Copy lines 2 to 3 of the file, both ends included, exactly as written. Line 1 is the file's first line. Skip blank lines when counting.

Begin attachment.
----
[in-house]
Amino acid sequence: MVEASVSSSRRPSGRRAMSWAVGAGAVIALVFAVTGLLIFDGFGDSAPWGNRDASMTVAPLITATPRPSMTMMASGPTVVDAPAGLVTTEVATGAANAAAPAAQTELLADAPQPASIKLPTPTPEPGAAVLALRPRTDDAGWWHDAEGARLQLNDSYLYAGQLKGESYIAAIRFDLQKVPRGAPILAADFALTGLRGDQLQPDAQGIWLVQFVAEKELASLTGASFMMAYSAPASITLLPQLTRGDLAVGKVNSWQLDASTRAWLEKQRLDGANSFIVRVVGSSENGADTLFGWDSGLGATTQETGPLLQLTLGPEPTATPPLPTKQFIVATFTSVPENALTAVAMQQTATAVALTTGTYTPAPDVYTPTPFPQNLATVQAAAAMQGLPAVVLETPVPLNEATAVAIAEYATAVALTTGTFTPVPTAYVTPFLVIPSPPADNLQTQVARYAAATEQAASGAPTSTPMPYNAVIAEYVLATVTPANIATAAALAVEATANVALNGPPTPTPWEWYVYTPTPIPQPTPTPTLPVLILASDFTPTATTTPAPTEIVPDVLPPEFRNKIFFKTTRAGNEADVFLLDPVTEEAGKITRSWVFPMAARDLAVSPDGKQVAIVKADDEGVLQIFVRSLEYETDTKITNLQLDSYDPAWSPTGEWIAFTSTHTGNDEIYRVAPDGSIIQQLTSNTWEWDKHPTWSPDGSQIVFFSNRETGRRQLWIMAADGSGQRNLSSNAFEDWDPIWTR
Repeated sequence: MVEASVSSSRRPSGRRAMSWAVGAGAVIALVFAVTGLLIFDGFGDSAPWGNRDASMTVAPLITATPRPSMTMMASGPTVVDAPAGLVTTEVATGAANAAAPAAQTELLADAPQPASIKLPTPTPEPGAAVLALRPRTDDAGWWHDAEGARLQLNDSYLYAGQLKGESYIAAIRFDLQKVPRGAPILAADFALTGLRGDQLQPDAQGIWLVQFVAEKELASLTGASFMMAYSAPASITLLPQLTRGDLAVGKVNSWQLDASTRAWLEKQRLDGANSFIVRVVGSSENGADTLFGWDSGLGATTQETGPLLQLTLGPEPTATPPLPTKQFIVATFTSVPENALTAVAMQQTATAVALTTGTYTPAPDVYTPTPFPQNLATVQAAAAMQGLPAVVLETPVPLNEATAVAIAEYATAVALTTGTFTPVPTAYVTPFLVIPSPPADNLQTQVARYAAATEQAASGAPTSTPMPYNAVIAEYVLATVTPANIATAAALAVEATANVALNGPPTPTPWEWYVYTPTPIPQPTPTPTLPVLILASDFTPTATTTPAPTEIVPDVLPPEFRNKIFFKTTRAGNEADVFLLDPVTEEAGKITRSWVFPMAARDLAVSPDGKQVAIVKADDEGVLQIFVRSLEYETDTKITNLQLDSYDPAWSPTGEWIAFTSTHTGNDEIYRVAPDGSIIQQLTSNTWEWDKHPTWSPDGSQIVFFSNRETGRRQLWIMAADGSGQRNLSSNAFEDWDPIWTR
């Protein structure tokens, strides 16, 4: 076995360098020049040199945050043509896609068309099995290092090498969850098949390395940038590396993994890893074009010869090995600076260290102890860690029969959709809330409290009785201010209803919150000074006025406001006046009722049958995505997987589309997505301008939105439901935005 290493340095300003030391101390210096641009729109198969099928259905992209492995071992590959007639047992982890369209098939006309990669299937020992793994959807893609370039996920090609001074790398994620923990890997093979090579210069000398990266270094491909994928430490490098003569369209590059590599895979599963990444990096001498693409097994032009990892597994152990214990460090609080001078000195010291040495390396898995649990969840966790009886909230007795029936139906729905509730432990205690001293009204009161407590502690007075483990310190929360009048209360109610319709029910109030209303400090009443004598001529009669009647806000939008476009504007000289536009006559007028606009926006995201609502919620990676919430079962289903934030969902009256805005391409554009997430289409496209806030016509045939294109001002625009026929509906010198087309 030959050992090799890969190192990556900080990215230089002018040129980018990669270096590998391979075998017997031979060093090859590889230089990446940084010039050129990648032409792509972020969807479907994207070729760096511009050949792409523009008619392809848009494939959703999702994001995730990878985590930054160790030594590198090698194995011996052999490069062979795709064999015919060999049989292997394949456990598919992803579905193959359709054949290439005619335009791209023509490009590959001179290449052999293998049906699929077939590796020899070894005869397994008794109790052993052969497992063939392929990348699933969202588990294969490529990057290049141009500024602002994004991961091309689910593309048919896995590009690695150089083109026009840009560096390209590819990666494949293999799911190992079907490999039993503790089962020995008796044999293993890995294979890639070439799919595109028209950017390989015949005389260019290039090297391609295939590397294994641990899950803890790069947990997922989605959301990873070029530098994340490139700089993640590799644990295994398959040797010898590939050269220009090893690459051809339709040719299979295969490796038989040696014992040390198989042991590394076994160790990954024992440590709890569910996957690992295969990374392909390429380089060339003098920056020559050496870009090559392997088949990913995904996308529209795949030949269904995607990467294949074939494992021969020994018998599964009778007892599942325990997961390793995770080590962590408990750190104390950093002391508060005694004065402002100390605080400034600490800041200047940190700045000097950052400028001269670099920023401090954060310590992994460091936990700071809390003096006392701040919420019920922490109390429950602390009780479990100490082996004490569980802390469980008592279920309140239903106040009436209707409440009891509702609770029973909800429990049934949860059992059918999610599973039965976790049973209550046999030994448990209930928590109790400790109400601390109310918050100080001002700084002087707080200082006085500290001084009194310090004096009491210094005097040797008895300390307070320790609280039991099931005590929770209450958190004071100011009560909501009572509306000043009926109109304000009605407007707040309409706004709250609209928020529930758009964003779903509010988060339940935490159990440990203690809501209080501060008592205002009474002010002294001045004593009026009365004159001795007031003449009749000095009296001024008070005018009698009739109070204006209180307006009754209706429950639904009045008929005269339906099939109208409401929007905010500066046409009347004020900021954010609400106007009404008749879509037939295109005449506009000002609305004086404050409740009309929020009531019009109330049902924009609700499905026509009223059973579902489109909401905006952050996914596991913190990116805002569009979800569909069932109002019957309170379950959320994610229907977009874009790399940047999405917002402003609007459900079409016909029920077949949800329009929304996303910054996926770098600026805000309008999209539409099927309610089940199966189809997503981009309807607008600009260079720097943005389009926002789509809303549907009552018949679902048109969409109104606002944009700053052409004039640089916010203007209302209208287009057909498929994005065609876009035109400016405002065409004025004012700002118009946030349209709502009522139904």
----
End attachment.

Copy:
Amino acid sequence: MVEASVSSSRRPSGRRAMSWAVGAGAVIALVFAVTGLLIFDGFGDSAPWGNRDASMTVAPLITATPRPSMTMMASGPTVVDAPAGLVTTEVATGAANAAAPAAQTELLADAPQPASIKLPTPTPEPGAAVLALRPRTDDAGWWHDAEGARLQLNDSYLYAGQLKGESYIAAIRFDLQKVPRGAPILAADFALTGLRGDQLQPDAQGIWLVQFVAEKELASLTGASFMMAYSAPASITLLPQLTRGDLAVGKVNSWQLDASTRAWLEKQRLDGANSFIVRVVGSSENGADTLFGWDSGLGATTQETGPLLQLTLGPEPTATPPLPTKQFIVATFTSVPENALTAVAMQQTATAVALTTGTYTPAPDVYTPTPFPQNLATVQAAAAMQGLPAVVLETPVPLNEATAVAIAEYATAVALTTGTFTPVPTAYVTPFLVIPSPPADNLQTQVARYAAATEQAASGAPTSTPMPYNAVIAEYVLATVTPANIATAAALAVEATANVALNGPPTPTPWEWYVYTPTPIPQPTPTPTLPVLILASDFTPTATTTPAPTEIVPDVLPPEFRNKIFFKTTRAGNEADVFLLDPVTEEAGKITRSWVFPMAARDLAVSPDGKQVAIVKADDEGVLQIFVRSLEYETDTKITNLQLDSYDPAWSPTGEWIAFTSTHTGNDEIYRVAPDGSIIQQLTSNTWEWDKHPTWSPDGSQIVFFSNRETGRRQLWIMAADGSGQRNLSSNAFEDWDPIWTR
Repeated sequence: MVEASVSSSRRPSGRRAMSWAVGAGAVIALVFAVTGLLIFDGFGDSAPWGNRDASMTVAPLITATPRPSMTMMASGPTVVDAPAGLVTTEVATGAANAAAPAAQTELLADAPQPASIKLPTPTPEPGAAVLALRPRTDDAGWWHDAEGARLQLNDSYLYAGQLKGESYIAAIRFDLQKVPRGAPILAADFALTGLRGDQLQPDAQGIWLVQFVAEKELASLTGASFMMAYSAPASITLLPQLTRGDLAVGKVNSWQLDASTRAWLEKQRLDGANSFIVRVVGSSENGADTLFGWDSGLGATTQETGPLLQLTLGPEPTATPPLPTKQFIVATFTSVPENALTAVAMQQTATAVALTTGTYTPAPDVYTPTPFPQNLATVQAAAAMQGLPAVVLETPVPLNEATAVAIAEYATAVALTTGTFTPVPTAYVTPFLVIPSPPADNLQTQVARYAAATEQAASGAPTSTPMPYNAVIAEYVLATVTPANIATAAALAVEATANVALNGPPTPTPWEWYVYTPTPIPQPTPTPTLPVLILASDFTPTATTTPAPTEIVPDVLPPEFRNKIFFKTTRAGNEADVFLLDPVTEEAGKITRSWVFPMAARDLAVSPDGKQVAIVKADDEGVLQIFVRSLEYETDTKITNLQLDSYDPAWSPTGEWIAFTSTHTGNDEIYRVAPDGSIIQQLTSNTWEWDKHPTWSPDGSQIVFFSNRETGRRQLWIMAADGSGQRNLSSNAFEDWDPIWTR